Mathew stood in front of a large door. The cracked wooden surface spoke of age and power, and to his senses it still gleamed with the magic that had been imbued into the building. The Shift had done many things, but the mundane world still believed itself the masters of all creation. Having discovered magic, the mundanes were outraged that they didn't know everything, but after the initial furor was over, they believed again that they knew all they needed to know. They thought they knew all about the magical world now that it had been revealed to them. They thought they knew who the Magi were, where to find them.
They never understood that they only knew what the Magi let them know about. The old wards still stood strong around their secret places, still held the knowledge of their gatherings close about them.
"Mathew, is this the right address?" Jenkins asked, stepping out of the car.
"Yes," Mathew nodded, smiling. He turned around and looked at the group at the foot of the stairs. Lily had volunteered to pick up both of the boys, and Jenkins -- who, as it turned out, had developed a crush for the woman -- had come along for the ride. "Despite the attempts of local leaders, magic still isn't a crime in this area. Furthermore, there is no law requiring the registration of Magi. Do you know why?"
Jenkins shrugged. "Some liberal nutters threw a fit about it being like the Nazi's making the Jews register or some shit like that."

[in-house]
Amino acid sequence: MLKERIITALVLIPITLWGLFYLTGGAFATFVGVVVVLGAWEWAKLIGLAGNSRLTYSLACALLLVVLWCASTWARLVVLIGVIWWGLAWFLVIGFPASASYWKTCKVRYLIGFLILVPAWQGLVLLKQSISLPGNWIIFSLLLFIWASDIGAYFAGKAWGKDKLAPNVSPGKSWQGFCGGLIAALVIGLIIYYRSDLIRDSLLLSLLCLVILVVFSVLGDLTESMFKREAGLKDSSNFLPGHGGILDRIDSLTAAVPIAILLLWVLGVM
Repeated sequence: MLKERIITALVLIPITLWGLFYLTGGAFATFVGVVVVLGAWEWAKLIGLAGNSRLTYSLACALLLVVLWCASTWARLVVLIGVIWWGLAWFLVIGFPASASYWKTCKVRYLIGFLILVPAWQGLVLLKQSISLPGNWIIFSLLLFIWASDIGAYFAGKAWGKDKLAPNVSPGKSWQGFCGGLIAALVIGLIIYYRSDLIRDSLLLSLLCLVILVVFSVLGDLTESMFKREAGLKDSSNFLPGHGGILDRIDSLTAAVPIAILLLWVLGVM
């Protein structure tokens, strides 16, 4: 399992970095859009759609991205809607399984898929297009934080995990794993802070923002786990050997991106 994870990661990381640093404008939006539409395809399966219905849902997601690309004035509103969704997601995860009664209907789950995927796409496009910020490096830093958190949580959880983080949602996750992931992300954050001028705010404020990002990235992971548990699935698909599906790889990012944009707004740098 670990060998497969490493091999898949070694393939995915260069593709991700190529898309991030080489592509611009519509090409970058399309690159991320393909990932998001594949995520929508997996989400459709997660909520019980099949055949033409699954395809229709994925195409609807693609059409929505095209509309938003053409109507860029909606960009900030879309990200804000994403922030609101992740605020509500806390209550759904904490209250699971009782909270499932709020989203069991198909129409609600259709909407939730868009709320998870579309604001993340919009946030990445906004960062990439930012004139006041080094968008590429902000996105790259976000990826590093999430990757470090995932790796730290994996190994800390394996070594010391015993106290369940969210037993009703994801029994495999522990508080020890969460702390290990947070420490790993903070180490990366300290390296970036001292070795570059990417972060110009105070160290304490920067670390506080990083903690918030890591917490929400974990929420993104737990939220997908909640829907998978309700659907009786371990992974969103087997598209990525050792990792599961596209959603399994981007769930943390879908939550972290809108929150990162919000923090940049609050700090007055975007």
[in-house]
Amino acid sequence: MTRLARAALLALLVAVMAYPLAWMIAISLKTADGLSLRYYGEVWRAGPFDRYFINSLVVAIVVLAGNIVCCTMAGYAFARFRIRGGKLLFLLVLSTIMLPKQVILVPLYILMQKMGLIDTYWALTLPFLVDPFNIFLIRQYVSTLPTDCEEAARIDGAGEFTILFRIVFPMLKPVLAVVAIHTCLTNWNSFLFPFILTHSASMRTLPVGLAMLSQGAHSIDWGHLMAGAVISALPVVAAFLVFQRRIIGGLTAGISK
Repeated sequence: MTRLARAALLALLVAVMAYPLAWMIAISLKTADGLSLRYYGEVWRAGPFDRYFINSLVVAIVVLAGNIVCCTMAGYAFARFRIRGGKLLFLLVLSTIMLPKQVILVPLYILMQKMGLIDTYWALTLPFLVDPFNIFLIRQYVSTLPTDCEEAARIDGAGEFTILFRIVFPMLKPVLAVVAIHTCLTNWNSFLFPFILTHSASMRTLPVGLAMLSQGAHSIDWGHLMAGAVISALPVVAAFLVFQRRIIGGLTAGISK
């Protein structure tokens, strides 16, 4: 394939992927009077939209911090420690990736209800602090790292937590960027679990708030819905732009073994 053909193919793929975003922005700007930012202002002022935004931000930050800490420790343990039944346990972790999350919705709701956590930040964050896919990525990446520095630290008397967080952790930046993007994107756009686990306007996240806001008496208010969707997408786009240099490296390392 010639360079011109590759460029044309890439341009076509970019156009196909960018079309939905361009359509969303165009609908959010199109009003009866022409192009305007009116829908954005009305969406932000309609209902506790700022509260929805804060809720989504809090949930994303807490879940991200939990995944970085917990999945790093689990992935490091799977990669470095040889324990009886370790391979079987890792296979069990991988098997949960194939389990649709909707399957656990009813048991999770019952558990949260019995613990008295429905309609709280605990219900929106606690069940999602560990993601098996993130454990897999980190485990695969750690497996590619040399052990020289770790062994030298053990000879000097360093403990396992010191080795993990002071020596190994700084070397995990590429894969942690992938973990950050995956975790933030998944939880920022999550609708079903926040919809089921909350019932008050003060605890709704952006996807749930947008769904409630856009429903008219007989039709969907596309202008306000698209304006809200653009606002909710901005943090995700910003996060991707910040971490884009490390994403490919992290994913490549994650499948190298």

"It's because we're everywhere," Mathew guided them into the building. It was old, made of stone called up from beneath the earth. It had been carefully shaped to look like it was made of quarried stone, but from the inside it rapidly became clear that the cool, grey stone was in fact living stone, drawn up and formed by magic. The room arched upward towards infinity, giving a slightly church-like feel to the building, well suited by the still, cool, hushed air of the room. "We don't advertise, but we don't number in the hundreds. We don't number in the thousands, or the tens of thousands. We number in the millions. A secret world, living along-side the mundane one."
A single drum began to sound. Slow, regular, even. "We have few ceremonies, few rules, but we do have a few. This is something I thought all of you should be here for. Lily, Alex, Billy head on further inside. I need a word with Jenkins." The three of them filtered past Mathew, drawn by the steadily increasing drum beats. Mathew felt it in his blood, the stirring of magic as the old ritual began. A welcoming, of sorts, a birth, of sorts, a wake, of sorts. It was all this, and more. Few rituals indeed, but deep, and powerful, and joyous.
"If all this is a secret from non-Magi, why am I here?" Jenkins asked.
Mathew nodded at Jenkins side. "You haven't let the book go."
Jenkins sighed. "How long have you known?"
"I figured it out shortly after we started working together," Mathew admitted. "It was Lily that clued me in the most, though. She got me thinking in the right directions, noticing a few clues."
"You're lucky. You've been in over thirty firefights, and never once been so much as scratched. Most officers never have to pull their gun once, and they take year after year to make detective," Mathew ticked points off on his fingers. "You're good. You have an over ninety-percent close rate, and it's not just that you tend to get easy assignments. You actually tend to get hard ones, and then make them look easy."
"And then there was the fact that I did my research on magic," Jenkins sighed. "The department didn't like that, but they overlooked it and I stayed a rising star anyway."
"Your weight also clued me in. You're fat," Mathew pointed out bluntly. "So how is it that you can keep up when I need to run somewhere? How come you haven't keeled over with a heart attack yet?"
Jenkins sighed. "You knew what picking up the book would do to me."
"Oh yes," Mathew nodded. "For a true believer, such as yourself, who possesses magical talent, like you do, picking up that book is a life sentence."